In a recent complex analysis exam, we were asked which step(s) in the proof of the Riemann Mapping Theorem fail, when you replace every instance of the open unit ball $\mathbb{E}$ with the square $$\mathbb{S} = \{z\in\mathbb{C}:|Re(z)|, |Im(z)| < 1 \}$$

One error that arose is that the square root function is not a self map of $\mathbb{S}$. But what I thought was a problem was that we used Schwarz's Lemma, in particular

Given a holomorphic $f:\mathbb{E}\to \mathbb{E}$ that fixes $0$, we have $|f'(0)|\leq 1$

The proof for this goes by noting that we can find a holomorphic $g$ such that

$$f(z)= zg(z)$$ and then for $0<r<1$ since $|g|$ achieves it's maximum on $\overline{B(0,r)}$ at a point $z_r\in\partial B(0,1)$, we have

$$|g(0)|\leq \frac{|f(z_r)|}{|z_r|} \leq \frac{1}{r}$$

where this last inequality follows since the codomain of $f$ is $\mathbb{E}$, and $z$ in $\partial B(0,r)$ implies $|z| = r$. In the case of $\mathbb{S}$ however, it may happen that $|z_r| = r$, but our only obvious bound for the numerator is

$$|f_r(z)|< \sqrt{2}$$

So we get only that

$$|f'(0)| < \sqrt{2}$$

But of course, just because this proof doesn't work, doesn't mean the result is not true, but it is suspicious. Hence

Question: Prove or disprove Schwarz's Lemma for $\mathbb{S}$

If it is true, can the same be said for all simply connected open sets?

If it is false, is the disc the only geometry for which this result holds?


3 Answers 3


Yes, the result is true.

As the square is simply connected (and not all of $\mathbb{C}$), by Riemann's Theorem we know there exists some biholomorphic function $g:\mathbb{S}\to \mathbb{D}$ (that we may choose such that $g(0)=0$).

Take any function $f:\mathbb{S}\to\mathbb{S}$ such that $f(0)=0$.

Then, $h=g\circ f \circ g^{-1}$ verifies that $h(0)=0$ and $h(\mathbb{D})\subseteq \mathbb{D}$.

By the usual Schwarz's Lemma, $|h'(0)|\leq 1$.

But by the Chain Rule, $$h'(0)=g'(f(g^{-1}(0))\cdot f'(g^{-1}(0))\cdot [g^{-1}]'(0)=g'(0)\cdot f'(0)\cdot \dfrac{1}{g'(0)}=f'(0)$$

It follows that $|f'(0)|\leq 1$, as desired.

This can, of course, be generalized to any simply connected domain that contains $0$ (and is not all of $\mathbb{C}$).


If $D \subsetneq \Bbb C$ is any simply connected domain and $f: D \to D$ a holomorphic function which fixes a point $a \in D$ then the Schwarz lemma can be applied to $$ g = \phi \circ f \circ \phi^{-1} $$ where $\phi$ is a conformal mapping from $D$ onto the unit disk with $\phi(a) = 0$.

It follows that $|g'(0)| \le 1$, which by the chain rule implies that $|f'(a)| \le 1$.


One could say: if $D$ is equivalent ( biholomorphic) to a bounded domain, and $f\colon D\to D$, $f(z_0) = z_0$, then $|f'(z_0)\le 1$. We may reduce to $D$ is bounded, and (say) $z_0 =0$. Consider $f_n=f^n= f\circ \cdots \circ f$. We have $g(D) \subset D$, and $f_n(0) = 0$. Now, since $f_n ( D(0, r) ) \subset D(0, R)$, we have $f'_n(0)|\le \frac{R}{r}$. But notice that $f'_n(0) = (f'(0))^n$. We conclude that the sequence $(f'(0)^n)$ is bounded, so $|f'(0)|\le 1$.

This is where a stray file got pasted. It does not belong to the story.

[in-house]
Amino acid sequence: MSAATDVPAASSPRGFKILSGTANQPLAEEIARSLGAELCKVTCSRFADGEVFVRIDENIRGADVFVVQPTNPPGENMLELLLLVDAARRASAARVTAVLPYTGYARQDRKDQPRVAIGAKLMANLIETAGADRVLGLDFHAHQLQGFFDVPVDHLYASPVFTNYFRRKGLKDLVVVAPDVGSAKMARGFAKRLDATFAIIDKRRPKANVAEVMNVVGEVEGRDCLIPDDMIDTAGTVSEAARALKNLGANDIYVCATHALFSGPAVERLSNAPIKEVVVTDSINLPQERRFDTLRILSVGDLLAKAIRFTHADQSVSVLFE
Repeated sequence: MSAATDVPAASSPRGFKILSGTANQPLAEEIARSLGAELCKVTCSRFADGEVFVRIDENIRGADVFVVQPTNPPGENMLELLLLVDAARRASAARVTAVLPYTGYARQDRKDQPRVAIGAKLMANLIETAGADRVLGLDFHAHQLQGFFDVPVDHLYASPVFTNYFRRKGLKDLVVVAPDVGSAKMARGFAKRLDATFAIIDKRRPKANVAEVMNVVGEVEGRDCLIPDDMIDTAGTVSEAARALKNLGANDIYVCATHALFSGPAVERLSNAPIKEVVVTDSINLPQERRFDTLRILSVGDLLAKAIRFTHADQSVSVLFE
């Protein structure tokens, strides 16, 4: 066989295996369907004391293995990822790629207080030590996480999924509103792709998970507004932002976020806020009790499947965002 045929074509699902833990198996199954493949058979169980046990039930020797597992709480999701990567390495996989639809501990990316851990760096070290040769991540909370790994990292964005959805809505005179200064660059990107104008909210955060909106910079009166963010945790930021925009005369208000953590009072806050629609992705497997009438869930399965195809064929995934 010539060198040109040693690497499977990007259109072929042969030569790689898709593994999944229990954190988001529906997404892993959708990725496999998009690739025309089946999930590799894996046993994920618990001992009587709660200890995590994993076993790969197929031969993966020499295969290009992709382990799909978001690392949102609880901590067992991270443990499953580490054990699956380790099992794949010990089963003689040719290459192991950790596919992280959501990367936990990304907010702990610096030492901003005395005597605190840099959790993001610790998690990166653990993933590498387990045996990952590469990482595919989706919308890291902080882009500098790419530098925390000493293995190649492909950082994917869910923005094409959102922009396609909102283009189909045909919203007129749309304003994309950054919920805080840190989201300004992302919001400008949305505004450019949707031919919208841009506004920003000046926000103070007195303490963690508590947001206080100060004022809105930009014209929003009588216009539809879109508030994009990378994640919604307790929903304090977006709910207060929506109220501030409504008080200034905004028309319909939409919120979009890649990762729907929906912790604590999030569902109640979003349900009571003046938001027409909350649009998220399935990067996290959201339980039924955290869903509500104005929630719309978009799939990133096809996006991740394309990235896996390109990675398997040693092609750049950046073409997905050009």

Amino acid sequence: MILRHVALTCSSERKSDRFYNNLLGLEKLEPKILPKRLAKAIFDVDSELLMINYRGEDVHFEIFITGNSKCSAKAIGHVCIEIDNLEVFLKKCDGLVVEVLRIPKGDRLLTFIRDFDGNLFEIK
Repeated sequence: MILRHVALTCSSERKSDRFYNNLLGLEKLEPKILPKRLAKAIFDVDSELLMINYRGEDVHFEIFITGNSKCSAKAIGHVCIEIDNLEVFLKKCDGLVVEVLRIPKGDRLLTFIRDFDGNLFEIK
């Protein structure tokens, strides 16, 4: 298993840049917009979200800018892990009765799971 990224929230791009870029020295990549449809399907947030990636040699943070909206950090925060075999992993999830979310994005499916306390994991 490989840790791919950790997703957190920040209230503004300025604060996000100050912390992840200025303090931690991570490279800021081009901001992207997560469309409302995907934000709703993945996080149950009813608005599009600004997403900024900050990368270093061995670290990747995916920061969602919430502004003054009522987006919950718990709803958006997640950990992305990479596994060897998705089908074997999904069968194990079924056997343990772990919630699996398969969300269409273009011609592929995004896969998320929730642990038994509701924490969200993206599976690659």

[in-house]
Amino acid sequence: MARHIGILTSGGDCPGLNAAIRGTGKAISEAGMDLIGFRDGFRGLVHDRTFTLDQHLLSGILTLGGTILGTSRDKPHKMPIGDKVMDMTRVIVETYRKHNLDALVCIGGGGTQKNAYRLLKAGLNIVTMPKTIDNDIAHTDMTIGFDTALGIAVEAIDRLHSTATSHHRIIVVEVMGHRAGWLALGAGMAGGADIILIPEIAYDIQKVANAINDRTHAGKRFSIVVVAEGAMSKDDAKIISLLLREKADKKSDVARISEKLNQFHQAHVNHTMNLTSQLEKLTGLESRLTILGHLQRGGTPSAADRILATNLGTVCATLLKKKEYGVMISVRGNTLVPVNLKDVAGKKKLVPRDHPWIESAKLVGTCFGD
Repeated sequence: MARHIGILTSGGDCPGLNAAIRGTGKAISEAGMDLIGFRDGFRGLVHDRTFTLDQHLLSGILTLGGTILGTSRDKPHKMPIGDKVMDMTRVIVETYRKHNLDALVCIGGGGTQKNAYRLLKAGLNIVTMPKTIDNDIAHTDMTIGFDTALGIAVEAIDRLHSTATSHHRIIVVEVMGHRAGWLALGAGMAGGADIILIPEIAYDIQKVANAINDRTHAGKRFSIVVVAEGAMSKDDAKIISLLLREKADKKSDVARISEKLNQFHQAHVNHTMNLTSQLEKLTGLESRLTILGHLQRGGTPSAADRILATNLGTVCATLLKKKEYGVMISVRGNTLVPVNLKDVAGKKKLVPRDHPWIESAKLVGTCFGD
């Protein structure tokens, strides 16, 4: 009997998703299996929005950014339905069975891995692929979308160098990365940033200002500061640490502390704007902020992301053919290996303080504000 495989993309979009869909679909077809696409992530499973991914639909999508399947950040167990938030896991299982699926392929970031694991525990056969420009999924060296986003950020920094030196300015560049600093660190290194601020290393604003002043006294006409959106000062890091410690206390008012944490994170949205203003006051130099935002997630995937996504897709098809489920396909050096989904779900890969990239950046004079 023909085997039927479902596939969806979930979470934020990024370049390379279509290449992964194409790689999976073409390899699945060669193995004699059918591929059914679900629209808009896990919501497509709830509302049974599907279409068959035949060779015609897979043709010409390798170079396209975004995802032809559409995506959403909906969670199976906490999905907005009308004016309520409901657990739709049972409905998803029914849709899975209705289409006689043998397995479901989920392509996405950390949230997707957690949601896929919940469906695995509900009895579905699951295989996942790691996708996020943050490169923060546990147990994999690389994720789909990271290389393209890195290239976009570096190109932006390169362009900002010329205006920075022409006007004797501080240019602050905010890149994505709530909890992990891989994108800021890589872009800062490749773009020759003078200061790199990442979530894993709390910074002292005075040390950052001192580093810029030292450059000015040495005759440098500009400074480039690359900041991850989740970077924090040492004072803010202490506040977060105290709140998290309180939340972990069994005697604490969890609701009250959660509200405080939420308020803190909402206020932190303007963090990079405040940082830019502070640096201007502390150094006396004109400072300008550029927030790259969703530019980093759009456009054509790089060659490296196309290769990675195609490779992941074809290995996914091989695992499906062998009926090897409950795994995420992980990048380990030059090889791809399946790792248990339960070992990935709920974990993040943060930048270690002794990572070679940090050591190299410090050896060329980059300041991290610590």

Note that the proof works similarly for bounded domains of $\mathbb{C}^n$. We get that $Df(z_0)$ ( the Jacobian matrix) has all eigenvalues $|\cdot | \le 1$, so the determinant of the jacobian too. This is a part of a theorem of Cartan that also states ( like the Schwarz lemma for the disk) that if moreover $|\det Df(z_0)| =1$ then $f$ is an automorphish of $D$. A proof can be found in the book of Bochner-Martin.

  • $\begingroup$ Thank you for the answer, I can see that the argument is very elegant, but I am having trouble following it, if possible, could you fill in some of the details, and quantifiers? For example, I am not familiar with the notation $D(0,r)$ (but can make an educated guess) and what is $r,R$ and $g$? $\endgroup$
    – Carlyle
    Commented May 25 at 10:21
  • $\begingroup$ @Carlyle: Hi, $g$ being defined on the domain $D$ and taking values in $D$. Now, I denote by $D(0, r)$ the disk of radius $r$ centered at $0$ ( somehow confusing). In any case, if $g$ is defined on at least a small disk ( contained in $D$) and being bounded on it ( since $D$ is bounded), then from the Cauchy estimates we get ineqs for the derivative. So that's why all of the compositions $f^n$ have the derivative at $0$ uniformly bounded. But ( chain rule) that means $(f'(0))^n$ a bounded sequence... Note that I could not prove such a thing for say smooth fns, ( no Cauchy estimates) $\endgroup$
    – orangeskid
    Commented May 25 at 10:28

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